Kai Philippe
Kai Philippe's Fundraiser

Join me today in supporting NISGUA’s important work!

Donate today and your gift will be matched!

$200 towards $750

From May 15th to May 31st, every donation up to $50,000 will be matched. By giving today, you can help ensure that NISGUA is able to continue its vital grassroots and transnational organizing.

What does NISGUA do?

NISGUA does work in four different areas (Defense of Life and Territory, Justice and Accountability, Trans-territorial Organizing, and the Guatemala Accompaniment Project) in order to “build and strengthen ties between the people of the United States and Guatemala in the global struggle for justice, human dignity, and respect for the Earth.”

How did I get involved?

I first learned about NISGUA from a group I was involved with at Oberlin College called OSSGUA (Oberlin Students in Solidarity with Guatemala). Before joining OSSGUA, I took a course led by OSSGUA entitled “Conflict and Resistance in Guatemala.” The class focused heavily on the Internal Armed Conflict and its legacy, especially as pertains to historic and ongoing U.S. imperialism in the country. In the Spring, I joined OSSGUA as a member, and we worked closely with NISGUA to organize a couple different events, including “Fighting for Water and Life: How Indigenous resistance stopped the Xalalá Dam,” a Zoom event featuring José Gómez of the Association of Communities for Development and the Defense of Land and Natural Resources (ACODET). Then, this past Summer, I interned with NISGUA. As an intern, I assisted and collaborated with NISGUA staff on a variety of tasks, predominantly editing and proofreading documents such as solidarity updates and fundraising letters, as well as provided support before and during NISGUA-hosted webinars. One such webinar was “On our own terms: Indigenous perspectives on forced displacement & immigration systems.” This webinar was moderated by a member of NISGUA’s staff and featured three different panelists: Dr. Floridalma Boj Lopez, Gerónimo Ramírez, and Natali Segovia. I found the webinar to be highly informative and elucidating, especially given that transnational Indigenous perspectives on immigration are almost completely neglected in mainstream US media. As part of my internship, I also developed discussion questions for a previous NISGUA-hosted webinar entitled “Indigenous Peoples’ Human Rights in Migration.” These webinars, as well as reading Harsha Walia’s Border & Rule: Global Migration, Capitalism, and the Rise of Racist Nationalism led me to write my own blog post addressing VP Kamala Harris’ June 2021 visit to Guatemala and the Biden Administration’s subsequent release of their “US Strategy for Addressing the Root Causes of Migration in Central America” document.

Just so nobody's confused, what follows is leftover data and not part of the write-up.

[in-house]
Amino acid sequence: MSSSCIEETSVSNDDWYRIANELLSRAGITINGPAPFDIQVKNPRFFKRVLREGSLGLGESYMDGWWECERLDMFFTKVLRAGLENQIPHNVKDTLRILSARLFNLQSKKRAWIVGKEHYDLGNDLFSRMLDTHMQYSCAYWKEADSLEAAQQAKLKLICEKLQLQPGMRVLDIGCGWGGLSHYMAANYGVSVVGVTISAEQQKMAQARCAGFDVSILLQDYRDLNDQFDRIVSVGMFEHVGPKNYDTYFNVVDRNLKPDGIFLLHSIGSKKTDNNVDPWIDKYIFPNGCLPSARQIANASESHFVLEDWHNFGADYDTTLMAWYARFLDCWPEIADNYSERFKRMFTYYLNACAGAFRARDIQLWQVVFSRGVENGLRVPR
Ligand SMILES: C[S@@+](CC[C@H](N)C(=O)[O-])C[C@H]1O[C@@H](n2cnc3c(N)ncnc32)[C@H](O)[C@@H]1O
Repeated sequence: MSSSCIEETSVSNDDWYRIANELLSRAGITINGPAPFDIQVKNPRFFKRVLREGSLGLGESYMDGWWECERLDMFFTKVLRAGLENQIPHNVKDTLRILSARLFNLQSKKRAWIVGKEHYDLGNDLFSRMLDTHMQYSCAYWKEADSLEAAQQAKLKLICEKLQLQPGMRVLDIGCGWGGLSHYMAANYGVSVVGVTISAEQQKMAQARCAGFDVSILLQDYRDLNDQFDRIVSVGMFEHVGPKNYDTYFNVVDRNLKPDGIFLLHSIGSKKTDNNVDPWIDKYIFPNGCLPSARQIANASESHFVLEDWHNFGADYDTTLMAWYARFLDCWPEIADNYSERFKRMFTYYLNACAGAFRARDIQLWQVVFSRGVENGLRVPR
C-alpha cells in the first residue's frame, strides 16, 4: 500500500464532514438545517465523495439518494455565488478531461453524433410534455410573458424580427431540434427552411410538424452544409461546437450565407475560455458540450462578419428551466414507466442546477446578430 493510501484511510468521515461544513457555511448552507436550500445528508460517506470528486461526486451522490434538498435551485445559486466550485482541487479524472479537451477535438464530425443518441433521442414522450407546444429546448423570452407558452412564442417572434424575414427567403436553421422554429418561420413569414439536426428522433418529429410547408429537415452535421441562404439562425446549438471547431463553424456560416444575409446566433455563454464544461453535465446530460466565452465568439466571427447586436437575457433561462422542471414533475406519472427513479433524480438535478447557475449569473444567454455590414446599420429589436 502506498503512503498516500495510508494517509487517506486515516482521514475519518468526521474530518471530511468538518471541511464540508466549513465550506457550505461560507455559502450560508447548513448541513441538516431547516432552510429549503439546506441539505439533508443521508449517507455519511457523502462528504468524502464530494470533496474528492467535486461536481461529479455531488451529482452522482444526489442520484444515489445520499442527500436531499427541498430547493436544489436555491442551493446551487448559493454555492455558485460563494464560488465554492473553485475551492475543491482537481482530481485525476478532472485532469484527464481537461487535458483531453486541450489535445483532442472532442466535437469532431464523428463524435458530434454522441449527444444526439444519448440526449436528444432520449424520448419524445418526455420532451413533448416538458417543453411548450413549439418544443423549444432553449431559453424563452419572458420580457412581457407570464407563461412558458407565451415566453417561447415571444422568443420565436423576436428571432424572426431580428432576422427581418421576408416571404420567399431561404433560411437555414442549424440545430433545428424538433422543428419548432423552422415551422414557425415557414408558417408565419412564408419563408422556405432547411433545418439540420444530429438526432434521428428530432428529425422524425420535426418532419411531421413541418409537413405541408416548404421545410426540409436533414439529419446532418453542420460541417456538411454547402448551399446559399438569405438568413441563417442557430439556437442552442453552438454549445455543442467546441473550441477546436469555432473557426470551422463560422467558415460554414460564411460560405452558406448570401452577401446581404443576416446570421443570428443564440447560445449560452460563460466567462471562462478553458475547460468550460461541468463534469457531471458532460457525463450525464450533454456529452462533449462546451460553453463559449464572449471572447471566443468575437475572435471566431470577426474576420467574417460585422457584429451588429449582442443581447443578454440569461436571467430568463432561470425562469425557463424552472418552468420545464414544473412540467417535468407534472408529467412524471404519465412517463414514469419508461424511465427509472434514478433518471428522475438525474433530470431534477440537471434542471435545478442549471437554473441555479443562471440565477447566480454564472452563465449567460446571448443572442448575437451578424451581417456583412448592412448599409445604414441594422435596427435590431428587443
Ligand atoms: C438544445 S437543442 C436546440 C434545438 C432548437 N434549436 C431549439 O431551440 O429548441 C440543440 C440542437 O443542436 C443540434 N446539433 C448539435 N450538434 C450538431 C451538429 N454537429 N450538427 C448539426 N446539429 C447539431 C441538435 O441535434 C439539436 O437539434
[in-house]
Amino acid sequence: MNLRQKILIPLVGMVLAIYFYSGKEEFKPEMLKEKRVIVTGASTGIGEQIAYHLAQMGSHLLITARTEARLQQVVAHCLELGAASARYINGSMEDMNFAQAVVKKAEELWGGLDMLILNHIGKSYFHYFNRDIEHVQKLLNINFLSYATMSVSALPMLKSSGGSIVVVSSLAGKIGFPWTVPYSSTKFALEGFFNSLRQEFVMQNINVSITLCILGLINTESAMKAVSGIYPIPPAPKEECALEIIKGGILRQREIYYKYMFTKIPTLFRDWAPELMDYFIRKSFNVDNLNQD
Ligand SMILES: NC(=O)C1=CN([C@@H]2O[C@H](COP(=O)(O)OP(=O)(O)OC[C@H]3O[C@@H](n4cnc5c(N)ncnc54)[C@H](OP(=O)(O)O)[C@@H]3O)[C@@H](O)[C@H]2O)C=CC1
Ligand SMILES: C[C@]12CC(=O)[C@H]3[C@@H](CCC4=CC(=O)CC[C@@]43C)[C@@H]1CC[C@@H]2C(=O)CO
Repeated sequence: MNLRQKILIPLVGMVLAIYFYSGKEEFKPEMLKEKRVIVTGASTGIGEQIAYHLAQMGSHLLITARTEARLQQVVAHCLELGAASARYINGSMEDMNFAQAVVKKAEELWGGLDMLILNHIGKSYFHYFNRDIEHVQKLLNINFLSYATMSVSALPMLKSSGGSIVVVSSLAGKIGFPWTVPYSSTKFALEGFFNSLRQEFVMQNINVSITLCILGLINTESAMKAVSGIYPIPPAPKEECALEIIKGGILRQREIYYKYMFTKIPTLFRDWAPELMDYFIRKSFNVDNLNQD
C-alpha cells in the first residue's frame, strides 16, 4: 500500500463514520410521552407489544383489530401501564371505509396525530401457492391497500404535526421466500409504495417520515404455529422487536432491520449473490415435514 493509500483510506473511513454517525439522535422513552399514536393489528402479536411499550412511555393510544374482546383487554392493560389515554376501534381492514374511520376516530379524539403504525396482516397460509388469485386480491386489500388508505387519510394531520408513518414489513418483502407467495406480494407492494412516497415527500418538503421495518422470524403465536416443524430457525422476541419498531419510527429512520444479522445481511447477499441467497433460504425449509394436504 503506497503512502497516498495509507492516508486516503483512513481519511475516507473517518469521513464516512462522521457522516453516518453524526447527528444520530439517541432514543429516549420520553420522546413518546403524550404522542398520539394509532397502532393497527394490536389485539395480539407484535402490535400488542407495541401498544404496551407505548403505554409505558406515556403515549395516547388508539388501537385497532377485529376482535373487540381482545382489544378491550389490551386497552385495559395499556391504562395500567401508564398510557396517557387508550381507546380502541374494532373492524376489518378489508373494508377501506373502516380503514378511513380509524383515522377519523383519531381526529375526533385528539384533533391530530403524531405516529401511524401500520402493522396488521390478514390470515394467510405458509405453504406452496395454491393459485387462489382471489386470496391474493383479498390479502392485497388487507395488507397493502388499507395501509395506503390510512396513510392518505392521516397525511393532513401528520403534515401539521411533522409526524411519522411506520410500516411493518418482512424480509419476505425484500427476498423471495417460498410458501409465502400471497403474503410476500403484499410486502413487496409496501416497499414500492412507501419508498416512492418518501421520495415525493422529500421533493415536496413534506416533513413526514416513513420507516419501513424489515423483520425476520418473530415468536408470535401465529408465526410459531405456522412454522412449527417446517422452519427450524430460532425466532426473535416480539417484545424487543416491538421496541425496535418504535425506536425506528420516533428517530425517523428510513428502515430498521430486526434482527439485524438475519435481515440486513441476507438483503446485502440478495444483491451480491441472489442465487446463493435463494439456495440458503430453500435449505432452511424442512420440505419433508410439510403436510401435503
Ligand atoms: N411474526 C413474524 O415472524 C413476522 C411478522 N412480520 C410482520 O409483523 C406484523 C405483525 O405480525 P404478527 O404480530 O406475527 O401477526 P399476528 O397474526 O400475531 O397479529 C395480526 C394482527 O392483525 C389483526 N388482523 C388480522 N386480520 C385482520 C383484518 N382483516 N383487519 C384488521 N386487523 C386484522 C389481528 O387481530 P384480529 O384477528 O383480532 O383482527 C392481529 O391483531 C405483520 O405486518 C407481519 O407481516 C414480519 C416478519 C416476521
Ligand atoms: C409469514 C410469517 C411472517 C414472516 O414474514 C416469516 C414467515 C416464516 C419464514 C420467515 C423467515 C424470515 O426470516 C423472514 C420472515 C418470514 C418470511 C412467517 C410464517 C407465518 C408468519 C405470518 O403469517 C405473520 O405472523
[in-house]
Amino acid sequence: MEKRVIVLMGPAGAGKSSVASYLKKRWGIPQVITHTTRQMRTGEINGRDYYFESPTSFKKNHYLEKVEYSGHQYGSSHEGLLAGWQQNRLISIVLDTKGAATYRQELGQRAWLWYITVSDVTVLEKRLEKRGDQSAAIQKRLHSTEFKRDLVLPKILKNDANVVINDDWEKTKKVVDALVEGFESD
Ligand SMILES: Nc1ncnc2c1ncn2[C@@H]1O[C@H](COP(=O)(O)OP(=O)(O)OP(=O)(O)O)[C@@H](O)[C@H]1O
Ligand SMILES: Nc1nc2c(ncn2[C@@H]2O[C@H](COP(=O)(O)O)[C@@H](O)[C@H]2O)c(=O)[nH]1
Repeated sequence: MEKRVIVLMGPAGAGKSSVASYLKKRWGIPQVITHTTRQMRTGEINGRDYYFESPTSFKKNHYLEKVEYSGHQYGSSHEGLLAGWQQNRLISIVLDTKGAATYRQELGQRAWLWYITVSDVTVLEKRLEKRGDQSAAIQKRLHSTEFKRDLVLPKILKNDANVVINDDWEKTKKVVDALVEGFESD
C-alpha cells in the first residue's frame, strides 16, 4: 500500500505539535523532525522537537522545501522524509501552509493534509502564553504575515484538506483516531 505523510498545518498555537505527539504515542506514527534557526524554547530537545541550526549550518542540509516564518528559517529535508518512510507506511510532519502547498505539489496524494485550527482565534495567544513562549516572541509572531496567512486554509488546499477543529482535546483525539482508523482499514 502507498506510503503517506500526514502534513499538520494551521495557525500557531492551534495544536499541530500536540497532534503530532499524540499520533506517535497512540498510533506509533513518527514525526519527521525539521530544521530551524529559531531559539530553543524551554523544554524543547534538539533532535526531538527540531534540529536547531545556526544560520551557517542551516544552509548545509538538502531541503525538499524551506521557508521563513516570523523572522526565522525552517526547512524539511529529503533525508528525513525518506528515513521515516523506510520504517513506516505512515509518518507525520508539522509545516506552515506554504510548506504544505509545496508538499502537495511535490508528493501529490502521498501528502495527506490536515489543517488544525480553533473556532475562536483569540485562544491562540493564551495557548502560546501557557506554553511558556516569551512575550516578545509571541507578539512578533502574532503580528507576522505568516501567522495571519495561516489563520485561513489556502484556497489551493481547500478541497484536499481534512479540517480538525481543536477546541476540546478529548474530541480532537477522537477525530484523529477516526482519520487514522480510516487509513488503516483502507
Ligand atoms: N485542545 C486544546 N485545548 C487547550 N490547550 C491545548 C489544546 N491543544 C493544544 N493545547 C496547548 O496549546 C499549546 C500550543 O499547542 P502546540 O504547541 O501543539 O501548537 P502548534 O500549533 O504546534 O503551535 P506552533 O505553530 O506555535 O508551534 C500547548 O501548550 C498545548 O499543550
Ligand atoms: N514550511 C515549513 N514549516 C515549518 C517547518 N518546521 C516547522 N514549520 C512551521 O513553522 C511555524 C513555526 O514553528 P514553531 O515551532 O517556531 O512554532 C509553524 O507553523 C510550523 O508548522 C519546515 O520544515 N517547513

What will your donation support?

  • International accompaniment of human rights defenders under threat. Our Internacionalista volunteers dissuade violence against our Guatemalan partners by being a visible international presence in their activities, documenting threats and attacks against them, and mobilizing our U.S. base in solidarity.
  • Trans-territorial exchanges that connect our partners with similarly impacted peoples and power-holders. In March 2022, we welcomed Rep. Ilhan Omar, Rep. Cori Bush, Rep. Jamaal Bowman to Guatemala to learn about the real root causes of forced migration. (Unfortunately, NISGUA had to chose not to be named publicly as organizers due to the terribly repressive political reality in Guatemala.)
  • Grassroots education in the U.S. Our 2021 series of webinars about Indigenous migrants and root causes of forced migration educated and mobilized thousands of people.